In 1977, 385,000 patients with early-stage diabetes were taking phenformin in the US. Ralph Nader's Health Research Group put the US government under pressure to ban the drug. Ciba-Geigy Corp resisted, claiming there was no satisfactory alternative for many patients. However, in July the FDA declared the drug an "imminent hazard to the public health" and gave doctors 90 days to switch to an alternative treatment (such as insulin, dietary restrictions or other drugs).[3] As of 2008, phenformin was still legally available in Italy, Brazil, Uruguay, China, Poland, Greece and Portugal. Cases of phenformin-induced lactic acidosis continue to be reported worldwide.[4] In Hong Kong, where phenformin is banned, cases of phenformin-induced lactic acidosis have occurred after taking Chinese proprietary medicines, claiming to be herbal, which were adulterated with phenformin.[5] In the US, the FDA has recalled Chinese "herbal products" containing phenformin.[6]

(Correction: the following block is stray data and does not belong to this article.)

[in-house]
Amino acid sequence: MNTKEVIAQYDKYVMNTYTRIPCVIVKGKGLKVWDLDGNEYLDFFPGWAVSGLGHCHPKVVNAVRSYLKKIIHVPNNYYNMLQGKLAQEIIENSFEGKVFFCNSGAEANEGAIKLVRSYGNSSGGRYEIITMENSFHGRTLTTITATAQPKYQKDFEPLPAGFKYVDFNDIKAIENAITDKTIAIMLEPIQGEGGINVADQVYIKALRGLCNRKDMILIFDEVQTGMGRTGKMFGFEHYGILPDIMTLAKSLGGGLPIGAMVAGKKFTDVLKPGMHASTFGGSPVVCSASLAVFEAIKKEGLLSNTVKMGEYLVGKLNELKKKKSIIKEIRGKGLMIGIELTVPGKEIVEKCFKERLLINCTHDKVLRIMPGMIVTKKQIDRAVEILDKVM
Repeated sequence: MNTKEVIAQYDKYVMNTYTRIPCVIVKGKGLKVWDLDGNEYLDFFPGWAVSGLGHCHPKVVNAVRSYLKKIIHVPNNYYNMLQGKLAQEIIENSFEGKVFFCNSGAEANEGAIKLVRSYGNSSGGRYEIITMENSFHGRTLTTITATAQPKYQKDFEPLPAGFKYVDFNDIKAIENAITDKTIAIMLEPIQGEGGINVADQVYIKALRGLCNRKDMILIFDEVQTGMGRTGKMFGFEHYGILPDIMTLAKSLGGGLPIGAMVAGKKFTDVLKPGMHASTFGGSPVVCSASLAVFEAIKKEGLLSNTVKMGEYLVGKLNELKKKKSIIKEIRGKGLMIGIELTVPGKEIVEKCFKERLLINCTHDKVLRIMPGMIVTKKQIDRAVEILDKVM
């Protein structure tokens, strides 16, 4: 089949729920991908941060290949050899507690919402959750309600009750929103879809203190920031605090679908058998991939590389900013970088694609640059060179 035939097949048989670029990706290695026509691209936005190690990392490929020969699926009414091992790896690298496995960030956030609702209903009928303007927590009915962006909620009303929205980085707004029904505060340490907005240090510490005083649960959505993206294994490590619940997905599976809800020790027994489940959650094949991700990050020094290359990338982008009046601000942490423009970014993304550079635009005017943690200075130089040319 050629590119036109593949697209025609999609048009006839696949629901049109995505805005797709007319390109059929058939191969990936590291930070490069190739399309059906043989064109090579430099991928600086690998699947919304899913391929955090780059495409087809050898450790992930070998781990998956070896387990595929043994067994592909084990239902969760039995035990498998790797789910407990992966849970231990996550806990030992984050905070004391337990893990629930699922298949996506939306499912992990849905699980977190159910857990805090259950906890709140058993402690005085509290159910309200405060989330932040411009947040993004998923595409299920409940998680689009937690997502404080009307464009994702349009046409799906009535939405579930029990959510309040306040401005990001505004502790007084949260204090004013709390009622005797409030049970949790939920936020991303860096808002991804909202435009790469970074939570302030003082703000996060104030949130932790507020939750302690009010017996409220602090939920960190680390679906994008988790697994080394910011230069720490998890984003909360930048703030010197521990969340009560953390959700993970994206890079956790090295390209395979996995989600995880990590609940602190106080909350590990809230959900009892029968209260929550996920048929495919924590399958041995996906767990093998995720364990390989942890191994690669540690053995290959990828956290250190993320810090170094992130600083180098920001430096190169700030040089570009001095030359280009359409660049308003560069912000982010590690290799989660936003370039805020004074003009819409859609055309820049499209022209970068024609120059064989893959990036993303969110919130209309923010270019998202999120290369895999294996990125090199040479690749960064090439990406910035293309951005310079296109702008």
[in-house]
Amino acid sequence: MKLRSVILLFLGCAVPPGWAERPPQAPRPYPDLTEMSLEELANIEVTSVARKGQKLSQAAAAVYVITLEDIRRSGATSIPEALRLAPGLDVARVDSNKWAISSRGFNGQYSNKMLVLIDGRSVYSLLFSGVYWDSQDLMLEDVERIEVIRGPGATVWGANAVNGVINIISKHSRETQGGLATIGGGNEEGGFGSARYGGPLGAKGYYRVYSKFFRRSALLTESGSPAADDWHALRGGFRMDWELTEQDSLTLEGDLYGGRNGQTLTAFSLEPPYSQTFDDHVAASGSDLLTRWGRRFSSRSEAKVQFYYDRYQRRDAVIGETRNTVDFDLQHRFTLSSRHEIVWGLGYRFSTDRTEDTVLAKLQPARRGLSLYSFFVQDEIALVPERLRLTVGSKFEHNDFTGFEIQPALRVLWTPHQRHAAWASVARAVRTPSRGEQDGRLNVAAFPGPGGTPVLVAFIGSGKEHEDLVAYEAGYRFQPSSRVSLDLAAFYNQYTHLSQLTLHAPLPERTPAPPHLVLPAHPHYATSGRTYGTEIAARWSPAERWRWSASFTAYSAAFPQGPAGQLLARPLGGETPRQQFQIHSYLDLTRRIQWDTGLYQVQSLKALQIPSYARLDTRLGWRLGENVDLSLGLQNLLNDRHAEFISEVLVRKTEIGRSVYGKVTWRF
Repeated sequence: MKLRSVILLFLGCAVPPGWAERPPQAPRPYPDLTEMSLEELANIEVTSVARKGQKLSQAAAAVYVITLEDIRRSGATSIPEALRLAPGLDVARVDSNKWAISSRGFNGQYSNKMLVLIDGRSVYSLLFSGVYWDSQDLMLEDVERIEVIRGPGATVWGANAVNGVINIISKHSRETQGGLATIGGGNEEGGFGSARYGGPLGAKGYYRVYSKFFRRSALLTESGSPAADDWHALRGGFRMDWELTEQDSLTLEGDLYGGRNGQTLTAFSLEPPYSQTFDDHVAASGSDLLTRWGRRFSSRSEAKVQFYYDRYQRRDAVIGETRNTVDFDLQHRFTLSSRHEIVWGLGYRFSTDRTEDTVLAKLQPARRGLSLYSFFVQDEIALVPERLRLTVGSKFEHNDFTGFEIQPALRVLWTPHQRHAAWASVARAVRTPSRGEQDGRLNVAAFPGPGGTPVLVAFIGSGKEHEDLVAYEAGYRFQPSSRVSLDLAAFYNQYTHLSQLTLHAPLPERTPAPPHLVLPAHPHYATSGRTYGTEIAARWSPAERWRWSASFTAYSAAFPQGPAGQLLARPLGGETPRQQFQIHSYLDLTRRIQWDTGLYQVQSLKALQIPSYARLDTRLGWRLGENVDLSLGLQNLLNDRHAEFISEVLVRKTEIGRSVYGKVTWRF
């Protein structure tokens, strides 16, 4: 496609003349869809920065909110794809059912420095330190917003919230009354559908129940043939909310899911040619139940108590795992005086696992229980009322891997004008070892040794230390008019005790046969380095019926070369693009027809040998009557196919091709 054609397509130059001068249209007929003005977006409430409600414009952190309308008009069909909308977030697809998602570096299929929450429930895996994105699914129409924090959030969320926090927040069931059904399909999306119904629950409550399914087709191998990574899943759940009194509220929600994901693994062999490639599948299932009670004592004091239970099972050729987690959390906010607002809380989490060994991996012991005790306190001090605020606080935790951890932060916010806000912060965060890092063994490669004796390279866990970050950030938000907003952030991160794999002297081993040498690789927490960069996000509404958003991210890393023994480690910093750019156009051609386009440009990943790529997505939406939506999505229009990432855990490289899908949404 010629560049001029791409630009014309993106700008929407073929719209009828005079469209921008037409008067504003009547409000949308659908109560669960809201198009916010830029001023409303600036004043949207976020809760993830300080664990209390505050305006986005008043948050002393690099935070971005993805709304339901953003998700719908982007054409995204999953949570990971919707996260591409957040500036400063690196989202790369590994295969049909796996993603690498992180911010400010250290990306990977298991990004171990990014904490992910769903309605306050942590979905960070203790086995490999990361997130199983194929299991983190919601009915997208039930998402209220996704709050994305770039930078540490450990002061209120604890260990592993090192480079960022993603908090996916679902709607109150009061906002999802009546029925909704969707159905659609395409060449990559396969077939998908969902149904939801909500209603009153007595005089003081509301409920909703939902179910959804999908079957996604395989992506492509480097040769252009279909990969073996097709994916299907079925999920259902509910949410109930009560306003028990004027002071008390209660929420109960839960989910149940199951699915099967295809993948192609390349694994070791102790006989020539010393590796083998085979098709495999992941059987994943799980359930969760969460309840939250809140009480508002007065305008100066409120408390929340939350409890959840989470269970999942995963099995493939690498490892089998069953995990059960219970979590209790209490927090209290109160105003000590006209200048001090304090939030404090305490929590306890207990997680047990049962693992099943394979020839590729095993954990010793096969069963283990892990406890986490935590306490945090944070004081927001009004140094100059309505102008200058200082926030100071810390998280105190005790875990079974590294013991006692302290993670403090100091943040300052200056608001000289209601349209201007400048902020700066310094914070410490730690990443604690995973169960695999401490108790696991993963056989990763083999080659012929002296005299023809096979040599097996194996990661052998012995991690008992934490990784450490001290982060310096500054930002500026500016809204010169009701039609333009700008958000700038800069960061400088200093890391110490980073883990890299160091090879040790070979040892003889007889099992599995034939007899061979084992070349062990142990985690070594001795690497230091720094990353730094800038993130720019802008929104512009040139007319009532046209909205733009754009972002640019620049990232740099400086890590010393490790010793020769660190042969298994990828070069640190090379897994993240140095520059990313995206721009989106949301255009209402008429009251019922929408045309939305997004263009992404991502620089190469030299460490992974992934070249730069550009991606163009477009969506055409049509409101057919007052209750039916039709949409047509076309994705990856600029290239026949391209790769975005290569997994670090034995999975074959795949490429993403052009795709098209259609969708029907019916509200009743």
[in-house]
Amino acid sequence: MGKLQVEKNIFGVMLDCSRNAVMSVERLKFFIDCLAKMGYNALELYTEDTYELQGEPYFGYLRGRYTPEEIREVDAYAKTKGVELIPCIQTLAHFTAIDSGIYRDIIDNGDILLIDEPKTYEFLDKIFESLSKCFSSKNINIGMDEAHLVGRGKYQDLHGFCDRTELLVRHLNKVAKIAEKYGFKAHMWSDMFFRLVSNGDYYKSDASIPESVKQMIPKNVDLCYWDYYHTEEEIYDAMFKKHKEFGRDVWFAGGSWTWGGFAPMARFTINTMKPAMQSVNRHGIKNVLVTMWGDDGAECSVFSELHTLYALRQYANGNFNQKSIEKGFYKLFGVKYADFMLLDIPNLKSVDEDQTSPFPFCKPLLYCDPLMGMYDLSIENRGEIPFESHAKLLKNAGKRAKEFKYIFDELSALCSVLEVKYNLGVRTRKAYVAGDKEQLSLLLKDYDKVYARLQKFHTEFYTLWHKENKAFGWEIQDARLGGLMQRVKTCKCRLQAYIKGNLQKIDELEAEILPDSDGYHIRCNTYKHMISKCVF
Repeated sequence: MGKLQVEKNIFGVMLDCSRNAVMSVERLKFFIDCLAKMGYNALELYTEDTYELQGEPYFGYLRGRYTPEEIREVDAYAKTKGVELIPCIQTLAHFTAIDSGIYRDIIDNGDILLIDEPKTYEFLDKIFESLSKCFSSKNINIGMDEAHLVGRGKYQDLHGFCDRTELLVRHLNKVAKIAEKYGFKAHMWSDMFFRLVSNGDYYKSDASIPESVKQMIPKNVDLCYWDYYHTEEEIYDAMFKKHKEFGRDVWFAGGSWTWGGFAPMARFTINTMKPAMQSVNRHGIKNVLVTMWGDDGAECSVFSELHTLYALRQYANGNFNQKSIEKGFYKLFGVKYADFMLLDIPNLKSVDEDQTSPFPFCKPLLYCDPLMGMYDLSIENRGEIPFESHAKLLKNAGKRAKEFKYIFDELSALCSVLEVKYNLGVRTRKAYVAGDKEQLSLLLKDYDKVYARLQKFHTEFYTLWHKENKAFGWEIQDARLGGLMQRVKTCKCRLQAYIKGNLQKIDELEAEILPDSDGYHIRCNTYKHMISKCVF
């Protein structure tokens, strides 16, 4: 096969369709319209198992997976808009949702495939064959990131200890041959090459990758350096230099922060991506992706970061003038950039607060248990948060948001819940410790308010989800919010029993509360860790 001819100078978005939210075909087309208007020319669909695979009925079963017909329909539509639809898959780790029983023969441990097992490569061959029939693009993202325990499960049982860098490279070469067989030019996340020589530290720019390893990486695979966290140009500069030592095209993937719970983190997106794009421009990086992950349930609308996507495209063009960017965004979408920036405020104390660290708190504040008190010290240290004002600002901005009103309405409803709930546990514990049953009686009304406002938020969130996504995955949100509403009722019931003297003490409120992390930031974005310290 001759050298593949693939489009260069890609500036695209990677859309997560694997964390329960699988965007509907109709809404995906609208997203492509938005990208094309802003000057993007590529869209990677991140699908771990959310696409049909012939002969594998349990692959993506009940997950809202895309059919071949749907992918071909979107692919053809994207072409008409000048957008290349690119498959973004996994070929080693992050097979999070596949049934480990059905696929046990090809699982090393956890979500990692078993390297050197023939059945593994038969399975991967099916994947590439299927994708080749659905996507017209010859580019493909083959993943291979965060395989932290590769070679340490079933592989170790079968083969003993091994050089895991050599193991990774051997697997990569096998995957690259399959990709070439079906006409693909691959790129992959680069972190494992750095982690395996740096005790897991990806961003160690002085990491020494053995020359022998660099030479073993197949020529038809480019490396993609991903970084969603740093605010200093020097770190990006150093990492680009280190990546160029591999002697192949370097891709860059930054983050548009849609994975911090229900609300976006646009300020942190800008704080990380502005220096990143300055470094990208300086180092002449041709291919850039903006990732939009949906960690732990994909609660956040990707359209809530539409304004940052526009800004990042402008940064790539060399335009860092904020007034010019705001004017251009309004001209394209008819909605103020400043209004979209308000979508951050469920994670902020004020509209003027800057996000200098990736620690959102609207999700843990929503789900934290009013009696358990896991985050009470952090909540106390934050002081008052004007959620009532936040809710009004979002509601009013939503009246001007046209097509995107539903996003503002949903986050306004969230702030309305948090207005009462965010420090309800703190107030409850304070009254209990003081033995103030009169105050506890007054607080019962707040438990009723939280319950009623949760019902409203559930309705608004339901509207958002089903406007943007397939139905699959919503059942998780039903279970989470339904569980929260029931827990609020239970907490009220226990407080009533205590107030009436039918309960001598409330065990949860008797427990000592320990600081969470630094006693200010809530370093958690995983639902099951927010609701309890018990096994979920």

The related drug metformin is considerably safer than phenformin, with three cases of lactic acidosis per 100,000 patient-years compared to 64 cases per 100,000 patient-years, and those are mostly confined to patients with impaired renal function.[7]

Cimetidine may reduce renal clearance of phenformin and increase lactic acidosis risk. There is also increased risk of lactic acidosis with alcohol, nephrotoxic drugs.

Chemistry and pharmacokinetics[edit]